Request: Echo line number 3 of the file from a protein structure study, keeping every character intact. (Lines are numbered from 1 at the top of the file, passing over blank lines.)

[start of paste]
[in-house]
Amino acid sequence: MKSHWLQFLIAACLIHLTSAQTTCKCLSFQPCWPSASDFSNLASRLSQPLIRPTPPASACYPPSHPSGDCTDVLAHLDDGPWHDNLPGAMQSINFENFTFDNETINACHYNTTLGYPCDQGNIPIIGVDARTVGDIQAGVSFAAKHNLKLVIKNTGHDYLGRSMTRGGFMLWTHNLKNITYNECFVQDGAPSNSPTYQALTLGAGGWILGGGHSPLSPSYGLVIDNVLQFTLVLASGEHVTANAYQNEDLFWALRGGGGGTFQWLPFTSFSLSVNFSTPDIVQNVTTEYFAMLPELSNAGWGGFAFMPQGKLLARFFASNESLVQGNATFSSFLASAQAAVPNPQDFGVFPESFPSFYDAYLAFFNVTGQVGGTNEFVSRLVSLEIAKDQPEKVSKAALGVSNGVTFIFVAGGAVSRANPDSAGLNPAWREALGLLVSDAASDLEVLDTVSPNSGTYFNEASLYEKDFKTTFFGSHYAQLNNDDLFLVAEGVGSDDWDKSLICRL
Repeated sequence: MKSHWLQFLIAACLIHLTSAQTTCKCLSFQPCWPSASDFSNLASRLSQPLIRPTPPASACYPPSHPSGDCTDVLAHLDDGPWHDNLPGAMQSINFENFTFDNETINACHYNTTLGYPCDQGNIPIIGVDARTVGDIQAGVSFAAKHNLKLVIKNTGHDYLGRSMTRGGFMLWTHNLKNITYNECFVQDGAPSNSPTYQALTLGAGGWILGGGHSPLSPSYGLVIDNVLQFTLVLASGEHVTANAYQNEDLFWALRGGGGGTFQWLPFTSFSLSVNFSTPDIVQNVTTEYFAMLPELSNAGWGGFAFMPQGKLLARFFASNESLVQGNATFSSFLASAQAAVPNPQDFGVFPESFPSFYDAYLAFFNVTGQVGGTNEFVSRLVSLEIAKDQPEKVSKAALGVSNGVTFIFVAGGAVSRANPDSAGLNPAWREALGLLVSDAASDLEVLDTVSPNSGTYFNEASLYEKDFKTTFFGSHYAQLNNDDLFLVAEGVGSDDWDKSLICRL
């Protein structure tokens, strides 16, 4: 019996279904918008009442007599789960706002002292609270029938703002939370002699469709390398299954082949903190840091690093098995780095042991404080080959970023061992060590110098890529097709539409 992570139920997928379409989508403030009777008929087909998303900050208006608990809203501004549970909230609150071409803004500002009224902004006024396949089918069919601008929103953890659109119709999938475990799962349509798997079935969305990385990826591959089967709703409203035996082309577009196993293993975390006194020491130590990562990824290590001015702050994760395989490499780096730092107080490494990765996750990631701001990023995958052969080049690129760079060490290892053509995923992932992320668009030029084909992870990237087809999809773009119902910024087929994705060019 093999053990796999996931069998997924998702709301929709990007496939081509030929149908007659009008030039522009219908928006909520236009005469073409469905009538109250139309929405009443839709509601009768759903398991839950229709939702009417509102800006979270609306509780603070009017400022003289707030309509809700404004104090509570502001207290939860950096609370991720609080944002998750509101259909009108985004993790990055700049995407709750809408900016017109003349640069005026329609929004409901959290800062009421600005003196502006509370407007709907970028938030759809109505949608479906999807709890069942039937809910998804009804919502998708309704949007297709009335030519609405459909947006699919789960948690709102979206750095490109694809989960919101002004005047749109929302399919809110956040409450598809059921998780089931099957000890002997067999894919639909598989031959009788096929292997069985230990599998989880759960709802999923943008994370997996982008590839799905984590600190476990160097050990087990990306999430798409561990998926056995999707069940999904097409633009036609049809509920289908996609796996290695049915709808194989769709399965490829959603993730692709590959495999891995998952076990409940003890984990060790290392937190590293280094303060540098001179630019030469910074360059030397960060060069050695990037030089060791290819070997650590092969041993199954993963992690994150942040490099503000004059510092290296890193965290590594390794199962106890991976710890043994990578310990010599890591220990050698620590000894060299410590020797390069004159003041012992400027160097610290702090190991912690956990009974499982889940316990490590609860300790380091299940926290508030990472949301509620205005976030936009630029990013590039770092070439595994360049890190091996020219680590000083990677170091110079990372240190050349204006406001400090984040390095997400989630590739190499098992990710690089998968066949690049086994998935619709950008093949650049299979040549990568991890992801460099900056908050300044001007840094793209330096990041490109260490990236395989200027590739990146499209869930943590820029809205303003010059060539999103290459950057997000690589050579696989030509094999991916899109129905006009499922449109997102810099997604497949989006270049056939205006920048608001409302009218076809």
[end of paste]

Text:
Repeated sequence: MKSHWLQFLIAACLIHLTSAQTTCKCLSFQPCWPSASDFSNLASRLSQPLIRPTPPASACYPPSHPSGDCTDVLAHLDDGPWHDNLPGAMQSINFENFTFDNETINACHYNTTLGYPCDQGNIPIIGVDARTVGDIQAGVSFAAKHNLKLVIKNTGHDYLGRSMTRGGFMLWTHNLKNITYNECFVQDGAPSNSPTYQALTLGAGGWILGGGHSPLSPSYGLVIDNVLQFTLVLASGEHVTANAYQNEDLFWALRGGGGGTFQWLPFTSFSLSVNFSTPDIVQNVTTEYFAMLPELSNAGWGGFAFMPQGKLLARFFASNESLVQGNATFSSFLASAQAAVPNPQDFGVFPESFPSFYDAYLAFFNVTGQVGGTNEFVSRLVSLEIAKDQPEKVSKAALGVSNGVTFIFVAGGAVSRANPDSAGLNPAWREALGLLVSDAASDLEVLDTVSPNSGTYFNEASLYEKDFKTTFFGSHYAQLNNDDLFLVAEGVGSDDWDKSLICRL